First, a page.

Refugee groups in the areas where they have resettled in Europe are in constant danger of marginalization or exclusion due to different languages and communication strategies. One way of overcoming these barriers are new IT tools, that increase the media accessibility of refugees to foster social cohesion and mutual understanding.
The digital landscape has been changing since the introduction of the Internet in our lives. Surfing the web and interacting with digital devices and content has become a basic daily routine. Still at present most digital content is not accessible for all.
Immersive Accessibility is a project aiming at exploring how accessibility services can be efficiently integrated with immersive media.
DA4You aims to contribute to meeting the need for digital accessibility training for young adults with varying abilities and disabilities across Europe, and to help them feel better equipped and more empowered to communicate with all audiences.
This special issue collects articles that present some projects on media accessibility and contextualise them within the broader context of the social changes we are facing.
The strength of the European project lies in the aim of creating a community by embracing the diversity of its members. Unity in diversity means promoting the value of the vast human variety expressed by all its citizens.
Artificial intelligence is a rapidly growing field of science and technology, yet the potential it holds for enhancing some of the world’s most powerful experimental tools such as neutron and x-ray probes is yet to be fully explored. Applying machine learning methods to processes within these international experimental facilities could help to overcome some of the biggest challenges faced by scientists today. This includes automating some of the handling, processing, and linking together of large datasets. At Institut Laue-Langevin, exploratory projects are already underway to ensure scattering science also reaps the benefits of artificial intelligence research.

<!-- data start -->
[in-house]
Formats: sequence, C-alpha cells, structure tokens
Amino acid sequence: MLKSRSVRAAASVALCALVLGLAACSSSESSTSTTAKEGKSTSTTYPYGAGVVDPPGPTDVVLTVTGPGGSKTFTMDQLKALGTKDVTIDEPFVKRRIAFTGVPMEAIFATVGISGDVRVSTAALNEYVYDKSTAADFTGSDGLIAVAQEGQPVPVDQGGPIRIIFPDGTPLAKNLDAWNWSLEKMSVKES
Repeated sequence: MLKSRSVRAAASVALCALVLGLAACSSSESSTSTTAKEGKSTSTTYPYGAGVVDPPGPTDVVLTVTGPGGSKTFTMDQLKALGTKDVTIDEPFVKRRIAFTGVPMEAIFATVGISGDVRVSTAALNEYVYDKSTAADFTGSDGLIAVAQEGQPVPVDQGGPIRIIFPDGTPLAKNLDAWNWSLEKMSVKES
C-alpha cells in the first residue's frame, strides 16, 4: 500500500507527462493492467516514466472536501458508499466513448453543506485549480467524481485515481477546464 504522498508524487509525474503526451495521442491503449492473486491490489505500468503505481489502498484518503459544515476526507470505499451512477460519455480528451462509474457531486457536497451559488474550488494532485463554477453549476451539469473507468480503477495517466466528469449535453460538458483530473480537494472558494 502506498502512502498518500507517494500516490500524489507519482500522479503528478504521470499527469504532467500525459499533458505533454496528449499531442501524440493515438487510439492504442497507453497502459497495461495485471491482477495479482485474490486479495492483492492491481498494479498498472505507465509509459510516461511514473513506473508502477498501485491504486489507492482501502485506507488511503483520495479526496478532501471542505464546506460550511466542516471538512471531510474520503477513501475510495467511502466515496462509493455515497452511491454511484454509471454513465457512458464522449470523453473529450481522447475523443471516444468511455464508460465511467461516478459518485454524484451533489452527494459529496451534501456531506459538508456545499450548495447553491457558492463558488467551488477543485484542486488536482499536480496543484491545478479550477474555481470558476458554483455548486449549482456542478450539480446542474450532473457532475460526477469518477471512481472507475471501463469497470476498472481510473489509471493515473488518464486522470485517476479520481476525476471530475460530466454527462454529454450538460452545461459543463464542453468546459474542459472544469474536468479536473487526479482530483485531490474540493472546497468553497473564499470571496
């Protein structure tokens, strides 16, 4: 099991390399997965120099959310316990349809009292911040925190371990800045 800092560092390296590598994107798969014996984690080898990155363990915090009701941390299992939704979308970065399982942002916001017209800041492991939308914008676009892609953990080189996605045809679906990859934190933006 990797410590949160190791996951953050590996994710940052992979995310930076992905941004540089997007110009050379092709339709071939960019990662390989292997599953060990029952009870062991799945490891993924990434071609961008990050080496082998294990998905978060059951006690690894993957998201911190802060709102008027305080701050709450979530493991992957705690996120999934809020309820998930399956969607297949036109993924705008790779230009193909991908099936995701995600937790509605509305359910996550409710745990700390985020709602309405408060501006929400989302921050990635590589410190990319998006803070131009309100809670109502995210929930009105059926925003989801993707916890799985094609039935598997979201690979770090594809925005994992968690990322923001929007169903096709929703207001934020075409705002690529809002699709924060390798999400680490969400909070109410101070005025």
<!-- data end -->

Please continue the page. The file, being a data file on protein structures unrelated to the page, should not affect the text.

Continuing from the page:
The goal of the project is to set up a new frontier in automate sign language interpreting with novel technologies and AI algorithm.
In this Q&A we talk to Dr Sam Illingworth and Dr Paul Wake from Manchester Metropolitan University, about the card game that they have made to develop dialogue around climate change and heat decarbonisation.
Introduced in the 70s, audio description has improved access to several cultural services, and it has increased freedom, independence and life quality to a vast portion of the audience suffering from sight loss.
Real-time subtitlers, also called live captioners, produce transcripts of what speakers say in many contexts: cultural events, workplaces, parliamentary assemblies, broadcasts, educational, other.
One of the many challenges people with various degrees of sensory disabilities face is their difficulty to access mainstream products and services and therefore they are often excluded from enjoying audio-visual services.